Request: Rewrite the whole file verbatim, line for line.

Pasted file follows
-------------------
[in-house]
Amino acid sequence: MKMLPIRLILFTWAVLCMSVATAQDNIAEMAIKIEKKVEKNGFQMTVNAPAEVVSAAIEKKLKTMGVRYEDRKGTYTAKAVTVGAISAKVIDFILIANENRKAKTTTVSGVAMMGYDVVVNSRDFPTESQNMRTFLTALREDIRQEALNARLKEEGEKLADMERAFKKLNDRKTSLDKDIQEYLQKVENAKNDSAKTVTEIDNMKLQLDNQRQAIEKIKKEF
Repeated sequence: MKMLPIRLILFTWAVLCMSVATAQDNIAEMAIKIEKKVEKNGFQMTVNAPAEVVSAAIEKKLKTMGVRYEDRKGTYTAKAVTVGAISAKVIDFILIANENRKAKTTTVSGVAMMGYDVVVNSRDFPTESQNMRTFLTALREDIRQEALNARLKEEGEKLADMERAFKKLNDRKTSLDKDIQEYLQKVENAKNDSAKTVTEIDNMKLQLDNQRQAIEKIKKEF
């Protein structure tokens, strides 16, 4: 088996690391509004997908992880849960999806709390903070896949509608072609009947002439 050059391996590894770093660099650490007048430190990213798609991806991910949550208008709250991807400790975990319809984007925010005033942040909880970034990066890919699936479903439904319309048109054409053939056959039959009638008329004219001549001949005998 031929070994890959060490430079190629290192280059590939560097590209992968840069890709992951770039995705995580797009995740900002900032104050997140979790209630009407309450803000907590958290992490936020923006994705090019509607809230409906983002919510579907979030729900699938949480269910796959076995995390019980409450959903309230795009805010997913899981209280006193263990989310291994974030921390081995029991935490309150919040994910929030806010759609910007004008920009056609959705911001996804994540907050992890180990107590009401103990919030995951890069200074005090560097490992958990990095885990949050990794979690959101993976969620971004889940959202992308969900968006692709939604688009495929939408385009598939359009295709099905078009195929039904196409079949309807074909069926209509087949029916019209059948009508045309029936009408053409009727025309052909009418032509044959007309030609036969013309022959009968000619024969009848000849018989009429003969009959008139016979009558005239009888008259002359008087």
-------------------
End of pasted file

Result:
[in-house]
Amino acid sequence: MKMLPIRLILFTWAVLCMSVATAQDNIAEMAIKIEKKVEKNGFQMTVNAPAEVVSAAIEKKLKTMGVRYEDRKGTYTAKAVTVGAISAKVIDFILIANENRKAKTTTVSGVAMMGYDVVVNSRDFPTESQNMRTFLTALREDIRQEALNARLKEEGEKLADMERAFKKLNDRKTSLDKDIQEYLQKVENAKNDSAKTVTEIDNMKLQLDNQRQAIEKIKKEF
Repeated sequence: MKMLPIRLILFTWAVLCMSVATAQDNIAEMAIKIEKKVEKNGFQMTVNAPAEVVSAAIEKKLKTMGVRYEDRKGTYTAKAVTVGAISAKVIDFILIANENRKAKTTTVSGVAMMGYDVVVNSRDFPTESQNMRTFLTALREDIRQEALNARLKEEGEKLADMERAFKKLNDRKTSLDKDIQEYLQKVENAKNDSAKTVTEIDNMKLQLDNQRQAIEKIKKEF
């Protein structure tokens, strides 16, 4: 088996690391509004997908992880849960999806709390903070896949509608072609009947002439 050059391996590894770093660099650490007048430190990213798609991806991910949550208008709250991807400790975990319809984007925010005033942040909880970034990066890919699936479903439904319309048109054409053939056959039959009638008329004219001549001949005998 031929070994890959060490430079190629290192280059590939560097590209992968840069890709992951770039995705995580797009995740900002900032104050997140979790209630009407309450803000907590958290992490936020923006994705090019509607809230409906983002919510579907979030729900699938949480269910796959076995995390019980409450959903309230795009805010997913899981209280006193263990989310291994974030921390081995029991935490309150919040994910929030806010759609910007004008920009056609959705911001996804994540907050992890180990107590009401103990919030995951890069200074005090560097490992958990990095885990949050990794979690959101993976969620971004889940959202992308969900968006692709939604688009495929939408385009598939359009295709099905078009195929039904196409079949309807074909069926209509087949029916019209059948009508045309029936009408053409009727025309052909009418032509044959007309030609036969013309022959009968000619024969009848000849018989009429003969009959008139016979009558005239009888008259002359008087």